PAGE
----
The Shimmering Stones of Winter's Light

The Shimmering Stones of Winter's Light - Constance Walker

I love books that start out with hints of paranormal and fantasy components. I'm always interested to see where the author takes the plot and just how much  of the supernatural they choose to weave into their created world. 

Constance Walker did a great job of holding my attention and keeping me guessing about where the plot was going. There were quite a few twists - some that I saw coming and others that caught me off guard. 

Highly enjoyable.  Very well written. I had a lot of fun reading it. 


Some Bio Information

I love to write.  I’ve been a newspaper reporter, a documentary video writer and producer, a magazine writer and all the while I had to deal with hard facts.  Now I write fiction.  I can make up the “facts.”  
  
I’ve written three contemporary romances, one paranormal romance and two gothics.  I’ve had five books published the traditional way and last year established WINTER’S EVE BOOKS for my newest novels.   


Q&A

1. What inspired you to write this book?   

I don’t think I ever thought about the inspiration for the book until now but I’ve always been interested in the “unseen.”  Déjà vu instances, odd happenings, strange sounds and findings, psychics, etc.–things that can’t really be explained unless you want to label them all “coincidences.”  .

And one day I was driving on a bridge and I saw a solitary half-hidden house on a cliff and I casually thought about that house and the setting.  And that progressed to wondering who lived there, who built it, and then I started playing the “what if?” game:  What if the house was owned by just one family for all time?  What were the adults like?  What if children lived there?  Did they dare go near the cliff to look at the water?  Were they frightened by the view?  And then, what if the house was haunted?  And finally…what if all this happened in Wales?  Why Wales?  I really don’t know why but I’ve always had a fascination abut Wales and its folklore.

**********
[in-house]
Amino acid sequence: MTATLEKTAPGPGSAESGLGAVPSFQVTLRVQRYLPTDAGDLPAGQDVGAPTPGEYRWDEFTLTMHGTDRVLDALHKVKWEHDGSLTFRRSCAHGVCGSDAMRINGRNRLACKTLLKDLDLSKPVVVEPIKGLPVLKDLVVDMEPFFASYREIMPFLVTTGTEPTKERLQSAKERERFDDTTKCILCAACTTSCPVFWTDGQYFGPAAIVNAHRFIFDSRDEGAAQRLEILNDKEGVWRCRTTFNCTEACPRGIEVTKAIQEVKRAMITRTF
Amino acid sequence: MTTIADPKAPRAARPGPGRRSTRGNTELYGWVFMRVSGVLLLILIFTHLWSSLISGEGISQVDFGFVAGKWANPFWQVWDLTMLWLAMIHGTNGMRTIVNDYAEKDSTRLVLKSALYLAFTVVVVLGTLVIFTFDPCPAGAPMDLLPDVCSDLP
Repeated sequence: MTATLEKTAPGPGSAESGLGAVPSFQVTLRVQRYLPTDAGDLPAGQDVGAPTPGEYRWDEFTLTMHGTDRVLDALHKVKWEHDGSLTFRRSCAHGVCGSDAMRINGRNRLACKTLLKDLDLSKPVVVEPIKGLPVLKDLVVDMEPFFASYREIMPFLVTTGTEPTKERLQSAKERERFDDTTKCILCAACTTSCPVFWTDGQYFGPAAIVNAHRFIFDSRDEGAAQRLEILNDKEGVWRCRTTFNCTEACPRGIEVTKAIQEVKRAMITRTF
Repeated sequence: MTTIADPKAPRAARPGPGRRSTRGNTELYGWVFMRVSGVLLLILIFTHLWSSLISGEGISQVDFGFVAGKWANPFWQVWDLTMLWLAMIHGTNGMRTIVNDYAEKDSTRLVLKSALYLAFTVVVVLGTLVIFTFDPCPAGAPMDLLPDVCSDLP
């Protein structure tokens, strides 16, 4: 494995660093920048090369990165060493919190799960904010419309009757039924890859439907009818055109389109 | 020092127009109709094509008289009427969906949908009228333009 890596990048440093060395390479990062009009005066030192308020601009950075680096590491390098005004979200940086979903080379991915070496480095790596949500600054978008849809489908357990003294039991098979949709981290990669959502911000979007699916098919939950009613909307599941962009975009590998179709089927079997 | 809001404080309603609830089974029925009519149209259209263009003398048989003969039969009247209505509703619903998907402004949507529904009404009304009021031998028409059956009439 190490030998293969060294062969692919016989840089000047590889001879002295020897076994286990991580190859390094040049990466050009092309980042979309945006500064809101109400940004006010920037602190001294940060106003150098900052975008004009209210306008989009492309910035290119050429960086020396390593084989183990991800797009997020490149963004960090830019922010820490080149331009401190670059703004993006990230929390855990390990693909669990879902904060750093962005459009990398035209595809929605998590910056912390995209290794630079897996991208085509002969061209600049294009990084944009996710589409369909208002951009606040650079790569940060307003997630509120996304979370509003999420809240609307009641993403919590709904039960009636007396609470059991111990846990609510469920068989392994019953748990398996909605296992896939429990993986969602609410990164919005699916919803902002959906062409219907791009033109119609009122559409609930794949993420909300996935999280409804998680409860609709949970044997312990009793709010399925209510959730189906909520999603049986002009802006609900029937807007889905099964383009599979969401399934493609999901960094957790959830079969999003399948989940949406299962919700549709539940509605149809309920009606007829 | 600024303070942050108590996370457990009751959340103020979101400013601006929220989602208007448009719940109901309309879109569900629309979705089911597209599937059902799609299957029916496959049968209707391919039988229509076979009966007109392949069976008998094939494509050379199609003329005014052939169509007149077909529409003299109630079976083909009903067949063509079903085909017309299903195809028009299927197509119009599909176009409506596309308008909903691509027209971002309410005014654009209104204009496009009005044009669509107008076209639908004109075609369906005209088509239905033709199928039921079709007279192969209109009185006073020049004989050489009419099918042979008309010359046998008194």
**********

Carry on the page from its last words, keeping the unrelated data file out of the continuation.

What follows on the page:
2. Can you tell us a little bit about your writing process? 

I don’t use an outline but once I get an idea I start jotting down words and phrases for scenes that I think belong in the storyline.  And usually those words or phrases determine the genre, the timeframe, and the characters.  

 I don’t purposely set out to write a certain kind of book--it just seems that it all comes together for me at the beginning.  And then as I write I sometimes speak the words out loud–it’s a way of checking the grammar but mostly it’s my way of becoming the literal storyteller and, most times, that leads to complete sections.   

3. Describe your favorite scene in this book.  

That’s difficult–there are a few that I really like--but I think the scene where Mathias, Gwynneth’s father, tells how she came to live with him and his wife, Molly, might be my favorite.  I liked these people--they were good, decent, and hard-working people--and I wanted the reader to know that Gwynneth’s life with them was beautiful and loving and was the basis for her gentility.     

4. What does the perfect writing environment look like to you? 

I usually write in the late evening, so…a cold, snowy night.  My warm office in my home.  Jake, my wonderful dog, sleeping by my chair.  The quietness of the house.  And a sense that all is well, all is well.       

5. How would you describe your writing style? 

Eclectic.  Very eclectic.  I like to write in different genres because I like reading all kinds of books–fiction, non-fiction, different categories.  So, I never sit down and say, "I think I’ll write a gothic or a contemporary or a mystery“--I sort of go by that “what if?” game I spoke about before.    

 6. What would you like readers to take away from your book?  

A sense of “Yes!”  A feeling of having been told a story that takes you away from whatever is happening in your life at the time.  And, I always put animals in my stories–maybe even just a reference to them--and I hope the readers will take away a sense of compassion and caring for animals.  

7. What’s your ultimate writing goal?  

That’s the easiest of all the questions.  I just want to tell stories.  I’m not in a position to single-handedly change the world but if reading and enjoying my book makes one person happy or peaceful or makes the day better, then that’s really my goal.  That’s the “YES” factor